Steven Waldman, senior advisor to FCC Chariman Julius Genachowski, talked with Broadcasting & Cable's John Eggerton last week about his view on the future of media and the government's role in it.
Waldman is charged with creating a report on the current state of the media and the information needs of communities.' The report will include recommendations for FCC and government policies.
Journalism is one part of it, but it is broader than that. We have been using the phrase "information needs of communities," which is borrowed from the Knight Commission [which produced a report on the future of journalism]. The reason we did that is because when you are looking at the future of media now, you need to look not only at traditional journalistic enterprises, but things like whether the government is providing information in ways that make it easier for journalists doing accountability journalism or make it easier for citizens to hold institutions accountable. That is why we are using lingo that is a little bit broader than just local news.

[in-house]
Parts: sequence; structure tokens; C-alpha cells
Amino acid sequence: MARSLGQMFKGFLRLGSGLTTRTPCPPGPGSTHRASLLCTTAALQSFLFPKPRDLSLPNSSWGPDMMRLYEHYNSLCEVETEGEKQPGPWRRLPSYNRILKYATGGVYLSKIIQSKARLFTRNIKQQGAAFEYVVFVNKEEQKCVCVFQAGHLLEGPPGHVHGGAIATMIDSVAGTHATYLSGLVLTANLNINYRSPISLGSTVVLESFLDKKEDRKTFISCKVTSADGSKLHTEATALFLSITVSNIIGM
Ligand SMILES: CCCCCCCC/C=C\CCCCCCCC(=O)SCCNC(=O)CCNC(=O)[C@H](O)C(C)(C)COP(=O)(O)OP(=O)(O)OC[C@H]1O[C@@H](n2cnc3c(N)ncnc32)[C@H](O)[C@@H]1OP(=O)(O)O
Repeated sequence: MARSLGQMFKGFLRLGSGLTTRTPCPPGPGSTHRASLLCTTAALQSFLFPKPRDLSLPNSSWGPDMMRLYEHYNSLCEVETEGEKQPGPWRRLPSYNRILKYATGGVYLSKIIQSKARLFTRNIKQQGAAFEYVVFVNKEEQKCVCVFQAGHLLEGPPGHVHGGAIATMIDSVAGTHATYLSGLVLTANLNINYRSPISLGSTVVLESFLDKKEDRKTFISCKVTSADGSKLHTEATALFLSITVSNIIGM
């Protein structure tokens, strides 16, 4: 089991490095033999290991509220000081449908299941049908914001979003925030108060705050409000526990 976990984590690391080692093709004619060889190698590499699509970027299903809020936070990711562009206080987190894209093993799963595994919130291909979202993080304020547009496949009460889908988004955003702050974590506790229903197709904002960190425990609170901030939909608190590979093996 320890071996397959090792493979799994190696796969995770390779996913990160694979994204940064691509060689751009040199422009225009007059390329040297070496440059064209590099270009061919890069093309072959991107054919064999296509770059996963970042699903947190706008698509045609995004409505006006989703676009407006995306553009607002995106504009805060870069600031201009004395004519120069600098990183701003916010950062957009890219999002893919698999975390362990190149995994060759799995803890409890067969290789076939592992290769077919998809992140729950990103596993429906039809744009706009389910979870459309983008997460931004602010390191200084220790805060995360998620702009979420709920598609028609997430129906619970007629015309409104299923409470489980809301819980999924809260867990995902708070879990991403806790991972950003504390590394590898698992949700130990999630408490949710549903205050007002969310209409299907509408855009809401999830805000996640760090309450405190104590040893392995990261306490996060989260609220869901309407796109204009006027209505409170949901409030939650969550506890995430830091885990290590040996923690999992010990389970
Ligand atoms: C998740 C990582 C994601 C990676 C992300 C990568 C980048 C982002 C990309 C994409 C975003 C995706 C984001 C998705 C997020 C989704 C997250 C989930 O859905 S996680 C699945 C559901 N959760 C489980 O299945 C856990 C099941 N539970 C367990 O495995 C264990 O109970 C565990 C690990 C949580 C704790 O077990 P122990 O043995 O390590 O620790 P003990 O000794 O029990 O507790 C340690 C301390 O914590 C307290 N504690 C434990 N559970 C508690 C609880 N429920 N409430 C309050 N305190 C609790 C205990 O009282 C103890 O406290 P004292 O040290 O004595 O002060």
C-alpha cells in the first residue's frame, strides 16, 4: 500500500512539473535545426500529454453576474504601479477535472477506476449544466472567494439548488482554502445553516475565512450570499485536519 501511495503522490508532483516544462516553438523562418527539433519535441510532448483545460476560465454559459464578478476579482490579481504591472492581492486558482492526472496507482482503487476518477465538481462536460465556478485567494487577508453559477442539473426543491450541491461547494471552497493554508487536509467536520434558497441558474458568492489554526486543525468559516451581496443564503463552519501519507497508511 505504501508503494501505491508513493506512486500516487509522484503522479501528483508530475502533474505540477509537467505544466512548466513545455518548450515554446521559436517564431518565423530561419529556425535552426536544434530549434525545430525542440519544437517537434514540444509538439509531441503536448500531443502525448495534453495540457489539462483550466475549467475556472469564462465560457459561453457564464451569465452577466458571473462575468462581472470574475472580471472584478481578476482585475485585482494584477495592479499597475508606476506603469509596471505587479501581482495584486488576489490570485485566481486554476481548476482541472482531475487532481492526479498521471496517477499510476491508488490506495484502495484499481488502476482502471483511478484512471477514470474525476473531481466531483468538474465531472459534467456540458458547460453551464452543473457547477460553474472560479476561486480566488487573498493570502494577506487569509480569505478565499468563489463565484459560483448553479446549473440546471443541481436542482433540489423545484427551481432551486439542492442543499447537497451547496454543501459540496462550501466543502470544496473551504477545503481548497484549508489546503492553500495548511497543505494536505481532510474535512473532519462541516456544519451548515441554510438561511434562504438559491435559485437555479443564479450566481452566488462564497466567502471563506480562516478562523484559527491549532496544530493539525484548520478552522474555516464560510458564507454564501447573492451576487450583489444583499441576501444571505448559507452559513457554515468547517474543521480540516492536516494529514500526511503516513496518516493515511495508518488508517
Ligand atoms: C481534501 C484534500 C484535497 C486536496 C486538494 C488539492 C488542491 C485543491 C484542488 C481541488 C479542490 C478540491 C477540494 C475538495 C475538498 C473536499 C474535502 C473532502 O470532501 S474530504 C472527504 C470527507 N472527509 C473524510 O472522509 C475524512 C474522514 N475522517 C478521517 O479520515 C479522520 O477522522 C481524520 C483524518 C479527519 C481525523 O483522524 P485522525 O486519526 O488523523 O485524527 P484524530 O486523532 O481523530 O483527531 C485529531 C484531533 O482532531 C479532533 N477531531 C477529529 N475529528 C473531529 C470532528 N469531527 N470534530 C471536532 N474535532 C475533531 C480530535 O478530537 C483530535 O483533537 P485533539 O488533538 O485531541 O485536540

Waldman is quick to point out that the FCC will not be offering a bailout for either traditional or new media, but that it has a responsibility to figure out what the government should do to preserve the public-service and democratic functions that the media provides.
The FCC has launched a website for The Future of Media and the Information Needs of Communities in a Digital Age at http://reboot.fcc.gov/futureofmedia. Americans are encouraged to offer their comments and opinions on the site.